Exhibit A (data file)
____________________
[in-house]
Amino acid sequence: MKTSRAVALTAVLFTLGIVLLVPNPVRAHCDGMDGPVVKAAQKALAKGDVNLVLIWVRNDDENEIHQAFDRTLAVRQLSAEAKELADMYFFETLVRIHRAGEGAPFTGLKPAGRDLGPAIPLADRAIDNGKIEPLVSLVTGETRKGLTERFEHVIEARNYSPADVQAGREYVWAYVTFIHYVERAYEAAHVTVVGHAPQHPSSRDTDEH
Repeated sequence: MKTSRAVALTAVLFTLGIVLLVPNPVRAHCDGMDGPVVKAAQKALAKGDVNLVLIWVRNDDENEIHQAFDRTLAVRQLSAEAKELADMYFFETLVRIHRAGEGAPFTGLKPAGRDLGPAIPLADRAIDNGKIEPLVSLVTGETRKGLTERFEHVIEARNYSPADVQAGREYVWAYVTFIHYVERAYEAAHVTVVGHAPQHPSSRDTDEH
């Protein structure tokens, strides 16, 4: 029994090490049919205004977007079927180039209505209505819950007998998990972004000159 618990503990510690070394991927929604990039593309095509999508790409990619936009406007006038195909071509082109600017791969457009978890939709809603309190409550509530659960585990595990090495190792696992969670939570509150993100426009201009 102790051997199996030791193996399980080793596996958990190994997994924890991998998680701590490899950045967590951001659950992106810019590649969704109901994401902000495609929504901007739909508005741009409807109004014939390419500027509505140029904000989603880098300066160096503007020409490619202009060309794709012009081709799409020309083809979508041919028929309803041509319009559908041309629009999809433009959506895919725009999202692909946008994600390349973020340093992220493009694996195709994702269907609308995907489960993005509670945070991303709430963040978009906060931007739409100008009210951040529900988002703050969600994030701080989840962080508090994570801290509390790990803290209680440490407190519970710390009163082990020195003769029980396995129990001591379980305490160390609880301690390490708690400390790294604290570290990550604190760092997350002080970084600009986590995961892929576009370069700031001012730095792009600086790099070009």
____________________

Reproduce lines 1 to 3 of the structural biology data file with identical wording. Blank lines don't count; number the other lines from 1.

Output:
[in-house]
Amino acid sequence: MKTSRAVALTAVLFTLGIVLLVPNPVRAHCDGMDGPVVKAAQKALAKGDVNLVLIWVRNDDENEIHQAFDRTLAVRQLSAEAKELADMYFFETLVRIHRAGEGAPFTGLKPAGRDLGPAIPLADRAIDNGKIEPLVSLVTGETRKGLTERFEHVIEARNYSPADVQAGREYVWAYVTFIHYVERAYEAAHVTVVGHAPQHPSSRDTDEH
Repeated sequence: MKTSRAVALTAVLFTLGIVLLVPNPVRAHCDGMDGPVVKAAQKALAKGDVNLVLIWVRNDDENEIHQAFDRTLAVRQLSAEAKELADMYFFETLVRIHRAGEGAPFTGLKPAGRDLGPAIPLADRAIDNGKIEPLVSLVTGETRKGLTERFEHVIEARNYSPADVQAGREYVWAYVTFIHYVERAYEAAHVTVVGHAPQHPSSRDTDEH